The Mongrel Mob branch that is starting a women's chapter says the women won't wear back patches.
Waikato Mongrel Mob Kingdom president Sonny Fatupaito has issued a press release saying: "Our wāhine to my knowledge have not asked for back patches but for T-shirts and side patches, so they will not be wearing back patches at this point."
A rival Porirua-based Mongrel Mob leader, Dennis Makalio, earlier told Radio New Zealand that women had no right to wear the patch.
The split has revealed the different paths being taken by the Waikato Kingdom, which split from the national Mongrel Mob two years ago, and the rest of the movement.
Fatupaito's Hamilton-based "Kingdom" has held "Hearty Hauora" health events, helped the police to hunt for people who abducted a Hamilton schoolgirl in 2016, and guarded local mosques after the Christchurch mosque attacks in March.
Former teacher Paula Ormsby, who now works for educational consultancy 361education and is fronting the push for a women's chapter of the Mob, said she had already been consulted by Fatupaito and the other Kingdom leaders.
"When there is a leadership decision to be made, it's run past me already," she said.
She said the planned women's chapter was not about the patch but about giving women a voice within the gang.
"I never once quoted [wearing] full gang regalia. What's happened is that people have made an assumption," she said.
"We never wanted to take the look on that our men have got, that was never our intention. We can choose to look uniquely different.
"We are not having a patch as such. There will be a side patch but it won't be a full back patch."
Ormsby said that would not give the women a lower status than men in the gang.
"It is in no way any lower than our men. In fact it couldn't be any more opposed to that," she said.
"This is around bringing these women out of oppression and giving them the respect and the recognition that they deserve."
Fatupaito said women, like male gang prospects, had to earn the patch, but when asked whether women might wear the patch in the future, he said: "Anything is possible."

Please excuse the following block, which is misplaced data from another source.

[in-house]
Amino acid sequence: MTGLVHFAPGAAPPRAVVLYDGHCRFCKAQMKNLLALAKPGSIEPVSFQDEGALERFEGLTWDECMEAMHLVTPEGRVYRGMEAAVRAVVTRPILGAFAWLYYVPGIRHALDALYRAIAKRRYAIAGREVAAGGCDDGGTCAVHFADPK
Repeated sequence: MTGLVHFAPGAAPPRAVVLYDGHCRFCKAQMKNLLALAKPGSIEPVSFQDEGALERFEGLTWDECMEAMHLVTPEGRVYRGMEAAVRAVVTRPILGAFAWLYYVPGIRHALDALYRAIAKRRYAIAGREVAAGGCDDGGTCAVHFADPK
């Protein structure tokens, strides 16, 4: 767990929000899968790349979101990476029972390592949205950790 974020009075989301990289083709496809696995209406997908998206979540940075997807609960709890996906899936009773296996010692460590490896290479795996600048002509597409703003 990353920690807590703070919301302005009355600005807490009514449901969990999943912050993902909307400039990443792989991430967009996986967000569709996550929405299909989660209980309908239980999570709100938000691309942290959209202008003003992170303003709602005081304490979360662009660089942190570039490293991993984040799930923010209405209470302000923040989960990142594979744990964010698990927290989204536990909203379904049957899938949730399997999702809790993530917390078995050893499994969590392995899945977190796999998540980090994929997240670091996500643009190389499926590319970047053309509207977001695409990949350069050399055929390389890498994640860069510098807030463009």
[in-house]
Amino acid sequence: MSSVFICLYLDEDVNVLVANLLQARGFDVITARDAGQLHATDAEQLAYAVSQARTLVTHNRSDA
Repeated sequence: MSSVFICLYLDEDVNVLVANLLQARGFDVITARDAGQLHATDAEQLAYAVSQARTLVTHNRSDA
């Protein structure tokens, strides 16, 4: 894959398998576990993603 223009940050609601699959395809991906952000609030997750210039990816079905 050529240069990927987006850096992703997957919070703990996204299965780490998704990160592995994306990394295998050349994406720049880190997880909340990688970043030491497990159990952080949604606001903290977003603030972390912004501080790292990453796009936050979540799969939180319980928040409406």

"We are evolving," he said. "We have to make changes. Life doesn't wait around for anything. If you don't make changes, you're going to be left behind. It's like what you have with some of the Mob chapters around the country - they are living in a time warp."
He said the Waikato Kingdom wanted the same as everyone else.
"We do what anybody else is doing in the real world - looking after our families properly, being able to be happy and live our lives free, and to be able to contribute to society," he said.
In his press release, he said: "The Mongrel Mob has always been predominantly male, patriarchal, hyper masculine but with the thought of birthing a women's chapter it has challenged the very core of its foundations and misogynist views across the board.
"To the Waikato Kingdom, recognising their women is nothing new. The Mongrel Mob Kingdom has been holding Mana Wāhine events since 2016, empowering women and children, giving them a forum for their stories to be told and acknowledging their place in the Kingdom.
"We have given them this space because uplifting women is paramount in their journey as Mana Wāhine, as it reasserts their status and position in our nation, families and communities."
He said people were "overlooking the real issue here, inequality".
"It's not about the patch, it's about putting the women on an equal level that makes people so uncomfortable," he said.
"Decreasing socialism to increase professionalism, Mongrels should worry more about developing their own Kingdom for the greater good of their bottom rocker, instead of either jumping to conclusions or misinterpreting the message of what other dogs or media are doing in their own backyards.
"The subliminal word that the media used was 'chapter'. 'Chapter' was the only thing that the article mentioned that gave the impression to Mongrels and community alike that our wāhine were going to walk around with back patches.
"And now that we know the truth, great leaders break new ground, why do you look at the speck of sawdust in your brother's eye and pay no attention to the plank in your own eye?
"How can you say to your brother, 'Brother let me take the pīkaru out of your eye,' when you yourself fail to see the plank in your own eye? You hypocrite, first take the plank out of your eye, and then you will see clearly to remove the pīkaru from your brother's eye."